We previously showed that overexpressing the 70-kDa inducible heat shock protein in primary astrocyte cultures and in a rodent stroke model using viral vectors resulted in protection from ischemia and ischemia-like injury. However, viral transfection could potentially provoke a stress response itself; therefore, we examined whether transgenic mice constitutively expressing human heat shock protein 70 were protected from ischemic insults. Astrocyte cultures from brains of heat shock protein 70 transgenic mice were resistant to hydrogen peroxide injury in a dose-dependent fashion, but were less resistant to hypoglycemia and oxygen-glucose deprivation. Because hydrogen peroxide exposure and glucose deprivation are partially dependent on glutathione levels, we determined whether heat shock protein 70 transgenic cultures had altered glutathione levels under normal growth conditions. However, there was no significant difference in glutathione levels between heat shock protein 70 transgenic and wildtype astrocytes. Hippocampal, but not cortical neuron cultures from these same transgenic mice were also protected against oxygen-glucose deprivation and glutamate toxicity. In an in vivo model of permanent focal cerebral ischemia, there was no significant difference in infarct size assessed 24 h postinsult. These results suggest that heat shock protein 70 protects against some but not all kinds of central nervous system injury. The protective effects may be related to the nature and severity of the insults, as well as subpopulations of brain cells and dose-dependent effects of HSP70 overexpression.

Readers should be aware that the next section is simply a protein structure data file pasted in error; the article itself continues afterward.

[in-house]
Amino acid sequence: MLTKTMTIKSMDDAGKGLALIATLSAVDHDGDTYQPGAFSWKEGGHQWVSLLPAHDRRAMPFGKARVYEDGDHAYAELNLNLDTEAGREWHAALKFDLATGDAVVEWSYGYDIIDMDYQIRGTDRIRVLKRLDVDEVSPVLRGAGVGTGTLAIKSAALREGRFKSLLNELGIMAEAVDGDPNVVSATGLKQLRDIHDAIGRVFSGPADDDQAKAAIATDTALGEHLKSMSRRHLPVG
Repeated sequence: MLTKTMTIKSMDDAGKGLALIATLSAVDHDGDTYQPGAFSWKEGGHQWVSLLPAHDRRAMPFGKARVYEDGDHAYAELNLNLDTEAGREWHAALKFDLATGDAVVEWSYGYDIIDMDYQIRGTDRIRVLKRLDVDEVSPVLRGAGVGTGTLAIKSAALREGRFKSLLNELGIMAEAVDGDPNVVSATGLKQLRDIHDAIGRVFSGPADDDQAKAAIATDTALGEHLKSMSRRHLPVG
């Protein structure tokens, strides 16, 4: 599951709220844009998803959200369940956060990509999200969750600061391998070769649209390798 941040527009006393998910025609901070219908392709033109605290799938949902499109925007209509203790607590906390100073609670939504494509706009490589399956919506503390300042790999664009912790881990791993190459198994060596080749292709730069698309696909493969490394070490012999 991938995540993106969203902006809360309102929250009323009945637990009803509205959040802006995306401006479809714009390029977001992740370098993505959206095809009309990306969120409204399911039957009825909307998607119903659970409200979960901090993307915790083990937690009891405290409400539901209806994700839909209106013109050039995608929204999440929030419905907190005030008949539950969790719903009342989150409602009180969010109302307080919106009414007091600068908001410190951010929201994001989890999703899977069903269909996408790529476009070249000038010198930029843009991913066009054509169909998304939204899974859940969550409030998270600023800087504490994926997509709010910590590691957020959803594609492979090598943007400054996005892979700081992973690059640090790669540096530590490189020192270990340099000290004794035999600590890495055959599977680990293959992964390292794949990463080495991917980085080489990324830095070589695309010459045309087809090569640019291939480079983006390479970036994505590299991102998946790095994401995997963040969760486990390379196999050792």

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View details for PubMedID 11421590